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Ancient Stone Phallus Discovered – And It’s a Whopper

Ancient Stone Phallus Discovered – And It’s a Whopper

Archeologists working at an excavation in Spain uncovered a 2,300-year-old stone phallus last month. The bas-relief representation of a male member was discovered on the cornerstone of a large Roman building under excavation in El Higuerón by a team from the University of Extremadura and the Historical Museum of Nueva Carteya. The stone penis measures over 18 inches in length and is estimated to date back to the 3rd century BCE when the area was under Roman occupation. Phallic symbols were not uncommon during the period, but experts were impressed with the size of this particular rock-hard penis.

“It was common to put them on the facades of houses, and soldiers carried small phallic amulets as symbols of virility. But this one is unusually large,” Andrés Roldán, University of Extremadura and director of the Historical Museum of Nueva Carteya, told El País. “We are currently researching whether one of similar dimensions has been previously found.”

While the discovery of the phallus garnered headlines, the “monumental Roman building” upon which it was carved was the actual focus of the excavation. The ancient structure was a tower-shaped building measuring roughly 65 feet in length and 55 feet in width, with walls six feet thick. The tower structure itself was built upon the razed buildings of an older Iberian settlement dating back to the 5th century BCE.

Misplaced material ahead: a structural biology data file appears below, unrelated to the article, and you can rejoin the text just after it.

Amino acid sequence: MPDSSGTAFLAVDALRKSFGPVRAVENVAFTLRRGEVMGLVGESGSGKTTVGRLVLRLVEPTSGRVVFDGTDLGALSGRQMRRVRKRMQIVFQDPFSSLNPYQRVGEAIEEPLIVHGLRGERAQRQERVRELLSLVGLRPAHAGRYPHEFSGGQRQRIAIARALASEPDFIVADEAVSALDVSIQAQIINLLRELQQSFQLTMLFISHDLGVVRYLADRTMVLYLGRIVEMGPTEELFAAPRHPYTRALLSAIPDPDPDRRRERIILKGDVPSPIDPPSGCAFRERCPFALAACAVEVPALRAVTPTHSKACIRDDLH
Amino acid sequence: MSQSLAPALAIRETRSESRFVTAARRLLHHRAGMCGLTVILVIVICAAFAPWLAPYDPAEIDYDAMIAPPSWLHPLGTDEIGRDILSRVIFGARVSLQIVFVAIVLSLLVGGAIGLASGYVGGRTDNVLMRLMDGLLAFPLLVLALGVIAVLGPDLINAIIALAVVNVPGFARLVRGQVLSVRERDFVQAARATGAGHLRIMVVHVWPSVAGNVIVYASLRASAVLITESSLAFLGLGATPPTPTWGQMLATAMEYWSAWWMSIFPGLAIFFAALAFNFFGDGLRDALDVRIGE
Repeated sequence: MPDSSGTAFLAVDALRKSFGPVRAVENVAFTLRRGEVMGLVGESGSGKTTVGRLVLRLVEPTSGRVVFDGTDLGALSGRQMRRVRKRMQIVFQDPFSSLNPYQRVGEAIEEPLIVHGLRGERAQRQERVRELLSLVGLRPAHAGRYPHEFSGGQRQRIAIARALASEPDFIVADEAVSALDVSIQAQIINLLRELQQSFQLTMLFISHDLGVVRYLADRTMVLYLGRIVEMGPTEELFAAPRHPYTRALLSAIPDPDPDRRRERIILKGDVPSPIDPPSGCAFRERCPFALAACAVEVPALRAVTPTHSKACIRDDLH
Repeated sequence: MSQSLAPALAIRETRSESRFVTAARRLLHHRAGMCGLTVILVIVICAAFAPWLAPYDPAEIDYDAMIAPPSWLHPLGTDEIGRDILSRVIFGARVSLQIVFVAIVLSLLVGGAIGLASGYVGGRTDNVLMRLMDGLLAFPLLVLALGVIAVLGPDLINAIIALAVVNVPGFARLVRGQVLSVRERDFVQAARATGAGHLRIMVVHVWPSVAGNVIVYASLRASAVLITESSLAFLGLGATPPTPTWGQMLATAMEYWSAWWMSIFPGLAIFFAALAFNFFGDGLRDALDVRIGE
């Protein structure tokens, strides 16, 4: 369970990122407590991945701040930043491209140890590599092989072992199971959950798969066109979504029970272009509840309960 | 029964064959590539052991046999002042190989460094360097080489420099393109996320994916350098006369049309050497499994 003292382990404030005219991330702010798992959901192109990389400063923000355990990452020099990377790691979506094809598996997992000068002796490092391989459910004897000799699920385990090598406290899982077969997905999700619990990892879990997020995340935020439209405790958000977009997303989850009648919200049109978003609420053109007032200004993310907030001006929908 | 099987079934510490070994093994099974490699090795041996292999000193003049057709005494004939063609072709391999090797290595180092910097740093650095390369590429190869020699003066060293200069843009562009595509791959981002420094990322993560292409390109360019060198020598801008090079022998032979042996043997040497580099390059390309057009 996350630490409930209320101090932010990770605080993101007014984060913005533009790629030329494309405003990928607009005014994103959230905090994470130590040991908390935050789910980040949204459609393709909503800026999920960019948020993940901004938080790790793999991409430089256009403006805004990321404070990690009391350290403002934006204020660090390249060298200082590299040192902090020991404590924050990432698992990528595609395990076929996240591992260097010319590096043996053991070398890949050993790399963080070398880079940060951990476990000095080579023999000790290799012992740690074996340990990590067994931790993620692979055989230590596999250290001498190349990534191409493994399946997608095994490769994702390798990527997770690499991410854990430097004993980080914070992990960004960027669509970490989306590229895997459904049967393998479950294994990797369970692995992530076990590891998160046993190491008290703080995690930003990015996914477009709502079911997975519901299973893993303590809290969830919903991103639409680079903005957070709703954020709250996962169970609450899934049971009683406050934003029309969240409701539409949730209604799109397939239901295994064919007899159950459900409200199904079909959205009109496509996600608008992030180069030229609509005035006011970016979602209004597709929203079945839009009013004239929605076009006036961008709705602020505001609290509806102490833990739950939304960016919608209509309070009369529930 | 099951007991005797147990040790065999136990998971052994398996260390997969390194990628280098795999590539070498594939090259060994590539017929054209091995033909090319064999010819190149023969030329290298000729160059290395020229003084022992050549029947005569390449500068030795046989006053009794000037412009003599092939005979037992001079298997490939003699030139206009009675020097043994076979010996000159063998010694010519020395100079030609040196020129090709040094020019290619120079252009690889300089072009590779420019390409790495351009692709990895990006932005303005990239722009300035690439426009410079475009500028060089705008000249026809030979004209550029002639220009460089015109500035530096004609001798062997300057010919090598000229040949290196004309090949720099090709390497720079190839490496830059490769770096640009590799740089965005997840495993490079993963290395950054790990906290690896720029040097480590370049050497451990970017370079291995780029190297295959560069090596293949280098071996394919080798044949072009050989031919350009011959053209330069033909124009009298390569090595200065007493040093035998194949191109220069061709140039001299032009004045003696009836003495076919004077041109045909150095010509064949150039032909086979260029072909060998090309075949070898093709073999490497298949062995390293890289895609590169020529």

“They razed the settlement and used the ancient Iberian fortifications as foundations [for the new buildings],” Roldán said.

The building and settlement were abandoned by the Romans in the 1st century. It was later occupied by Moorish and Christian groups.

The entire archeological site was recently purchased by the local Nueva Carteya municipality with the intent of preserving the site for future study, as well as creating a museum to display the artifacts found on the site.

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